After the shock of his arrests by Jones, Zochlinski says he suffered a mental collapse that prevented him from completing his dissertation on time. But he believes that another important reason for his dismissal lies in the stalking charge which “was held against [him] by Dean Curry and others among the UC Davis staff and faculty and destroyed the opportunity [he] had to complete his Ph.D.”
Scott Hawley, chair of the genetics graduate group at the time, recalls Zochlinski’s behavior during discussions with him about his legal problems.
“I can confirm from my own experience that his anger is frightening,” Hawley said. “The threat was so clear that I was concerned about the police officer’s [Jones’] well-being.”
On December 28, 1992, a confidential letter from Curry to Hawley inquired about the possibility of terminating Zochlinski from the program “in light of the extended procrastination” in filing his dissertation.
Curry notes that Zochlinski was required to complete his thesis by March 1992, a deadline that was later extended to the end of fall quarter and not observed. The letter concluded, “I think it is in the best interest of all principals that this matter be resolved as expeditiously as possible.”
While Academic Senate Chairman Jeffery Gibeling concedes that it may be unusual today for a dean to initiate action against a graduate student, that wasn’t the case in the early ’90s when funding cuts were most severe.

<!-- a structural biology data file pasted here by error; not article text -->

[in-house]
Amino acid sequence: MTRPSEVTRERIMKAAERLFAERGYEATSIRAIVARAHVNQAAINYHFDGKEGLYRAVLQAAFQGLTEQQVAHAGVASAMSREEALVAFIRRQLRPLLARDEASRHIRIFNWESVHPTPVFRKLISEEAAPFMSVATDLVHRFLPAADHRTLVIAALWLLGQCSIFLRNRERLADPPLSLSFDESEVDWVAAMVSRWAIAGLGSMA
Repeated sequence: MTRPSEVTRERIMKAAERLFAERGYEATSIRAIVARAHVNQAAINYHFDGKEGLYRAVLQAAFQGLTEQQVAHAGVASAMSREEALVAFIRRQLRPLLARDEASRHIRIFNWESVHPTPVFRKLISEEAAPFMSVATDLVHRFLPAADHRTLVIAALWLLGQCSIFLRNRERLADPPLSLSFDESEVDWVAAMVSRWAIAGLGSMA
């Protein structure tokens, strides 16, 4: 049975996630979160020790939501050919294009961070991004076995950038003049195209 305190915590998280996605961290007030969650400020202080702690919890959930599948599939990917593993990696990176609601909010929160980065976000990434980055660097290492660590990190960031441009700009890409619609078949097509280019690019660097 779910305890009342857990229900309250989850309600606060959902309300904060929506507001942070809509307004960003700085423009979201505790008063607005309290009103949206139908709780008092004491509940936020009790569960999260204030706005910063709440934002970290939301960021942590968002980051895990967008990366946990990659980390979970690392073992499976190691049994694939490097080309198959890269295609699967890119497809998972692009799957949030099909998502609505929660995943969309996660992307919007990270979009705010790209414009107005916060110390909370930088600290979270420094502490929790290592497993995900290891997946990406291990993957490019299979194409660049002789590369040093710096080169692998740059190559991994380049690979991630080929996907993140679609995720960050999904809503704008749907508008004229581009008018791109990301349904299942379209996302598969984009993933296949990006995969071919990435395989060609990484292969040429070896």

“There were times when we were over-enrolled in graduate students. There were budget caps and we had to actively manage our students,” said Gibeling. Zochlinski was consequently dismissed, and his appeal of that decision was rejected.
In 1997, he applied to return as a graduate student under a professor in the School of Medicine but Gibeling, dean of graduate studies at the time, rejected the appeal. Zochlinski applied unsuccessfully again in 1999 and 2000 under current Dean Cristina Gonzalez.
Meanwhile, having languished in limbo for nearly a decade since its filing, Zochlinski’s lawsuit currently awaits a Court of Appeal decision after being dismissed by a trial judge last year for failure to actively pursue the case. On its end, the university appears to be taking a renewed interest in his case.